The Salvia genus encompasses a large group of plant species that include perennials, biennials and annuals. Flowering salvia plants bloom in dense cluster spikes of small flowers during summer. Many flowering salvias have flowers in shades of white, pink, red, purple and blue. In general, salvia plants are easy to care for and can withstand some drought, heat and drier soils. Most salvia plants also have fragrant leaves and attract hummingbirds. Depending on the species and variety, salvia plants grow 1 1/2 to 5 feet tall.
Water your salvia plants deeply to soak the soil once each week during the summer when rainfall is less than 1 inch. You don’t need to water the salvia plant when weekly rainfall is adequate.
Spread a 1-inch-thick layer of organic compost on the ground around the salvia plants once each year in spring.
Apply a 2-inch-thick layer of bark or wood chip mulch on top of the organic compost each spring. The compost will feed the salvia plants, while the mulch will retain soil moisture and control weeds.
Cut the salvia plant’s stems back to 1 or 2 inches above the ground level after the first killing frost in fall or early winter.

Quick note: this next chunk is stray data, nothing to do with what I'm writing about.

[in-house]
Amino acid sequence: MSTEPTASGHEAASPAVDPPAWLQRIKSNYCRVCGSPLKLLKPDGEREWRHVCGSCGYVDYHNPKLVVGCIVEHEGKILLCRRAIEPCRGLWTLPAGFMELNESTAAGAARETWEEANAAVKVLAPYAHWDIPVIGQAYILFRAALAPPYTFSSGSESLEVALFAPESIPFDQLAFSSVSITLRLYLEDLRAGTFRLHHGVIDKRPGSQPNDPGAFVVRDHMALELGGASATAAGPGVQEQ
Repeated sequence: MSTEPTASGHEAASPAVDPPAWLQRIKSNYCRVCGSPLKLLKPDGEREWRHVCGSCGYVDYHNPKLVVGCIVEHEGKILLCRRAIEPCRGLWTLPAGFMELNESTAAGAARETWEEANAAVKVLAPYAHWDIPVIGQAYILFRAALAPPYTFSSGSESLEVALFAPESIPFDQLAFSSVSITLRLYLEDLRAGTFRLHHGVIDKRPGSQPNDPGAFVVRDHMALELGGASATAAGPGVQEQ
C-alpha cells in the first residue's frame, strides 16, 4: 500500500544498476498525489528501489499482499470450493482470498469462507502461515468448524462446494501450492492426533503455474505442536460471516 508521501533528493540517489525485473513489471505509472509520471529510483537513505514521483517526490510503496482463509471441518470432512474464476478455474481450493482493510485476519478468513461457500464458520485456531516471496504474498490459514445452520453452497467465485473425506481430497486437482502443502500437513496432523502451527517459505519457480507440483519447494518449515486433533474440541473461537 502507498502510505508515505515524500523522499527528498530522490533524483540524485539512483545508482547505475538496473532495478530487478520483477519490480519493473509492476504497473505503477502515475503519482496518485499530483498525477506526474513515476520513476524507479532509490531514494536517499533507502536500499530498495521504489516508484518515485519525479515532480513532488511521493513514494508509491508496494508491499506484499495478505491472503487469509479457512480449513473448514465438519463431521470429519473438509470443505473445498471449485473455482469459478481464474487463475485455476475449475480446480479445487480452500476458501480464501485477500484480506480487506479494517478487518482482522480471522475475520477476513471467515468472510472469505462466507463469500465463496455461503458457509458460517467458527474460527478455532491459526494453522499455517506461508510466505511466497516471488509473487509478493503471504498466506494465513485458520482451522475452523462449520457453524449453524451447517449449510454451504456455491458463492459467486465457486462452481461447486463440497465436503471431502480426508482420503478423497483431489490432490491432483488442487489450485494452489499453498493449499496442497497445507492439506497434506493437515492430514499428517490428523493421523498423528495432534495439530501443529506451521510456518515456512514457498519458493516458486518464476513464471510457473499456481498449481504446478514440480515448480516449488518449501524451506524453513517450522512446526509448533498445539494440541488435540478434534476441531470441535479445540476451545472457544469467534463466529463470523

Divide the salvia plants in spring by digging up the plant’s roots and separating them into clumps. You can divide the salvia plants about once every three or four years.
Things You Will Need
- Garden hose or watering can
- Organic compost
- Bark or wood chip mulch
- Pruning shears
- Plant the salvia in a spot that receives full, direct sunlight and has fast-draining soil. Plant the salvia in spring, after all chance of frost has passed.
- Choose your salvia plants carefully, because they have individual levels of cold tolerance and aren't hardy in all climates. In fact, some tropical salvia plants like Salvia divinorum can't tolerate temperatures below freezing.
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